One of the mysteries of the English language finally explained.
1derogatory A single woman regarded as too old for marriage.
- ‘That was a dangerous age for an unmarried woman, very much at risk of becoming an old maid if her father did not find a suitor for her quickly.’
- ‘I suppose I shall die a decrepit old maid who never found a gentleman worthy enough of wooing her!’
- ‘But don't worry, I promise you I won't die an old maid.’
- ‘Most women your age are married or engaged to be, and yet you seem to be the only female within a thousand miles that seems utterly determined to die an old maid!’
- ‘It's like being called a eunuch or an old maid; one always hears that faint sneer of disdain and condescension mixed with pity.’
- ‘Remain locked in this room and die an old maid for all I care,’ he stated, leaving the room in a state of rage.’
- ‘‘Fifty years on from now,’ he said, ‘Britain will still be the country of long shadows on county grounds, warm beer, invincible green suburbs, dog lovers and old maids bicycling to holy communion through the morning mist.’’
- ‘I didn't mind thinking that I would die an old maid, because I was thinking that I would die a rich old maid.’
- ‘The only woman who would wear an outfit like that is an old maid who is desperate to catch a husband.’
- ‘One study of the teen market noted that ‘the fever of getting married young has risen to such a pitch that girls who are not engaged before they finish college feel that they stand a good chance of becoming old maids.’’
- ‘Do you wish for you and your sister to grow into single old maids?’
- ‘As illegal divers working for the Asian export market continue to thin abalone populations, the survivors are dying off as old maids and bachelors.’
- ‘And since I do not wish my daughter to die an old maid, I must adhere to her wishes.’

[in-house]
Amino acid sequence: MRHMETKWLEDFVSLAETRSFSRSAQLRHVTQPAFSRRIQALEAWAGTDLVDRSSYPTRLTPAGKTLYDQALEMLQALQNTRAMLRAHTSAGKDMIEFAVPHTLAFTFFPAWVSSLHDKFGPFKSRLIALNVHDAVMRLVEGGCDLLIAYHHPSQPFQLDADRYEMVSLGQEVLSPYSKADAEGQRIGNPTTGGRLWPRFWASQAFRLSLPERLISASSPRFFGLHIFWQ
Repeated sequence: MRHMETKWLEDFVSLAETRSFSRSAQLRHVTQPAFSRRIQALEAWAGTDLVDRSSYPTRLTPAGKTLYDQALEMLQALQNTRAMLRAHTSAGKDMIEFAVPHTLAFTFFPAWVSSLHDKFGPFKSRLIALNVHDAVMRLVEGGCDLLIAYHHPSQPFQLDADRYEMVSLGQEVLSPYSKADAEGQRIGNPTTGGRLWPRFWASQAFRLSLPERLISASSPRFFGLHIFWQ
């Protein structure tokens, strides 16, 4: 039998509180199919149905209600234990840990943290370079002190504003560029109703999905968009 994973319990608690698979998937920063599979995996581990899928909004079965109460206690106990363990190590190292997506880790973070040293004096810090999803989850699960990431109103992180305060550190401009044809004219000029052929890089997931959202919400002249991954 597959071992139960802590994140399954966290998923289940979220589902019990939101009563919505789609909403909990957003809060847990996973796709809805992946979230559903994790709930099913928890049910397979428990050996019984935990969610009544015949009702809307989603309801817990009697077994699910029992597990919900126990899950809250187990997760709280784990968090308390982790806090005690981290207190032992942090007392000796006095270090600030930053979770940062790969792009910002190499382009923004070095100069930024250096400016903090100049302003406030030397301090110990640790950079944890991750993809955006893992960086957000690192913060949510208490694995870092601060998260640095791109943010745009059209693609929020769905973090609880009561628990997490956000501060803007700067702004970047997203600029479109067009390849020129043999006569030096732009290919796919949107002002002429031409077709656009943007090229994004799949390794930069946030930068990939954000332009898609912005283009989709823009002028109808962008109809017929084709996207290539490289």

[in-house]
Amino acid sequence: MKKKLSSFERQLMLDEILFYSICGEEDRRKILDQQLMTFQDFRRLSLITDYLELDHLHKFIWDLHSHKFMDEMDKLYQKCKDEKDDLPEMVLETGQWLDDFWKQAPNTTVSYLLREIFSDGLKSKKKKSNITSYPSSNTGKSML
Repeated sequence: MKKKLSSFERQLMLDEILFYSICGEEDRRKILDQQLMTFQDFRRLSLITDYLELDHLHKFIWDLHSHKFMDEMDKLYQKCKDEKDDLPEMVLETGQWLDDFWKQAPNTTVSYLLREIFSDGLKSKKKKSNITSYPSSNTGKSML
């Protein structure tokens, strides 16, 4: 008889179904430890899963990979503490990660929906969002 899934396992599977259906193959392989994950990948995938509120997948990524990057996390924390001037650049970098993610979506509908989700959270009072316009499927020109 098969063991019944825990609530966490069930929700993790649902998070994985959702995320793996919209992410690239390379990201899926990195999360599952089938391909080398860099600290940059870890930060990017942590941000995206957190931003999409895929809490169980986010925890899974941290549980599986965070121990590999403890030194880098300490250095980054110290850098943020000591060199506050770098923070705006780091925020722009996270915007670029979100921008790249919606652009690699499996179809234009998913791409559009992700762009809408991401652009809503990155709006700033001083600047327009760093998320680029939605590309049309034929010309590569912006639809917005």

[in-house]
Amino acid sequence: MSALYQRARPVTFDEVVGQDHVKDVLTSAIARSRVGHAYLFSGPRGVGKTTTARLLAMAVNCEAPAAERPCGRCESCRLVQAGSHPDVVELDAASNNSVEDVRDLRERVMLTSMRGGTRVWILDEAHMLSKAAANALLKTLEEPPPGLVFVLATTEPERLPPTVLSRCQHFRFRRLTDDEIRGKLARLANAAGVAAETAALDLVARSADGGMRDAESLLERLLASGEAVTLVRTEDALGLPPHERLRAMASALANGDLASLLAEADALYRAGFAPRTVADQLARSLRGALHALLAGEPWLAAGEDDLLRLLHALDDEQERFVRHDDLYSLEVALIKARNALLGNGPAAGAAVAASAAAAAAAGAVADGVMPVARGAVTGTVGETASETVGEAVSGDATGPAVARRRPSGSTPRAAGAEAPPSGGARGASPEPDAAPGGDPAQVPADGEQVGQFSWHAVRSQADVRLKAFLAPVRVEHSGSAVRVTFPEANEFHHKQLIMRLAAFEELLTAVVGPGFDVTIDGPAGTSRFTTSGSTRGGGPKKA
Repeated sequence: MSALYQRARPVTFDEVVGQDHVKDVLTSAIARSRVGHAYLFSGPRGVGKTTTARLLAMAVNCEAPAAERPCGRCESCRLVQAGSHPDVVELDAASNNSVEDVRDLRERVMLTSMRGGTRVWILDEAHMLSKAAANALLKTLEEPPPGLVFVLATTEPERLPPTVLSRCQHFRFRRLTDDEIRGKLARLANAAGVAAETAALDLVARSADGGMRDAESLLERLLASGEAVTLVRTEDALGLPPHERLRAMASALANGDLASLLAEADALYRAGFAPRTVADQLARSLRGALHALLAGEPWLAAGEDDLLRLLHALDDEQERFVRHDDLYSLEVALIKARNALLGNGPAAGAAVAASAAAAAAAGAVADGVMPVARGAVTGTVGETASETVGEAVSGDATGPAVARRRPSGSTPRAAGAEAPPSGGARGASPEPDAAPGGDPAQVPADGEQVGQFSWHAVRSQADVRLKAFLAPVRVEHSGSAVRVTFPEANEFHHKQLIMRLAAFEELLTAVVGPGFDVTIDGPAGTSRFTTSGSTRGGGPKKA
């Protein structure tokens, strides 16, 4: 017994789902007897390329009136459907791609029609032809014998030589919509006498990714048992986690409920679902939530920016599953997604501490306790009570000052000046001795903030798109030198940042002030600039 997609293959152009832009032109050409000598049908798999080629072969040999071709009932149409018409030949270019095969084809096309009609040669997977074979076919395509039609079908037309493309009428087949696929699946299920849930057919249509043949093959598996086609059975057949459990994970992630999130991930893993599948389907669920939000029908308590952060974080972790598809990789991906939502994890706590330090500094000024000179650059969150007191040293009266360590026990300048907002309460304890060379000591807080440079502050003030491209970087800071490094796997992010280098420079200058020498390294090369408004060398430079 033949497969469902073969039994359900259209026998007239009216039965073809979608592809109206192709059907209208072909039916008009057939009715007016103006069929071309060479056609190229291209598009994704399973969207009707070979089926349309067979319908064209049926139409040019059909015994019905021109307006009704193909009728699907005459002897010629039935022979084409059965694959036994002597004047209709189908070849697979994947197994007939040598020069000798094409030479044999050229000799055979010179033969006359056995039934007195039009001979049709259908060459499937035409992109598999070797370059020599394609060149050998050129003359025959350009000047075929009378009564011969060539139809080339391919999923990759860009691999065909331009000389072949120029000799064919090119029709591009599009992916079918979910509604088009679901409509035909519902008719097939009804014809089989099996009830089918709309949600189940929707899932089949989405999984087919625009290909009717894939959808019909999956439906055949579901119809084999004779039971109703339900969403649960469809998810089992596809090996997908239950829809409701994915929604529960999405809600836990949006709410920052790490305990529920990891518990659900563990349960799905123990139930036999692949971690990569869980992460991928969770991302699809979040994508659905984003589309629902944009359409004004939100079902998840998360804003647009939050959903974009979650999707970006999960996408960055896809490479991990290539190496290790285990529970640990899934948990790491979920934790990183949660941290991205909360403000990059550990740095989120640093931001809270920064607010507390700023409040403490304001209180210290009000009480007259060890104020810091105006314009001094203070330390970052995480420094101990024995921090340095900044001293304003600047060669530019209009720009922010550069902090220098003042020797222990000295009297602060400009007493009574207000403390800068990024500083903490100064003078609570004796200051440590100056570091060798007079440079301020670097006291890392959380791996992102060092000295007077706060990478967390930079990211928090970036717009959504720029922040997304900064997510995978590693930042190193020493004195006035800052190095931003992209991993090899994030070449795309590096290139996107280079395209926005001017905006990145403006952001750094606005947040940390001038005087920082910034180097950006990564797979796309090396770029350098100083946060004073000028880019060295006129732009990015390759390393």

- ‘Saint Catherine died a virgin, and so was also associated with old maids.’
- ‘They don't know if you're single, married, divorced, an old maid or a lesbian.’
- ‘The daughter was heartbroken, never married and died an old maid.’
- ‘Bradford was practically exclusively raised from his mother's side of the family, his aunt Jessica and Patricia, two old maids.’
- ‘I do not even flinch when I hear them whispering that I'll die an old maid, impecunious and alone in my bed.’
- ‘I would be an old maid before you could ever afford marriage!’
- ‘At this rate I thought I would die an old maid with five cats named Mipsy, Pipsy, Squeaky, Alice, and Sam.’
- 1.1 A prim and fussy person.‘he said James was an old maid’
demure, proper, prim and proper, formal, stuffy, strait-laced, prudishView synonyms
- ‘The epitome of a fussy old maid, Mrs. B. operated with a few less sandwiches than it takes to make a picnic.’
2A card game in which players collect pairs and try not to be left with an odd penalty card, typically a black queen.
- ‘The school is also encouraging parents to introduce their children to cards games such as old maid, snap and bridge.’
- ‘As in old maid, you do not know what card you are going to take, and the player you are taking the card from does not know which one you will take.’
- ‘Steph has a poker face as good as my 4 year old daughter playing old maid.’
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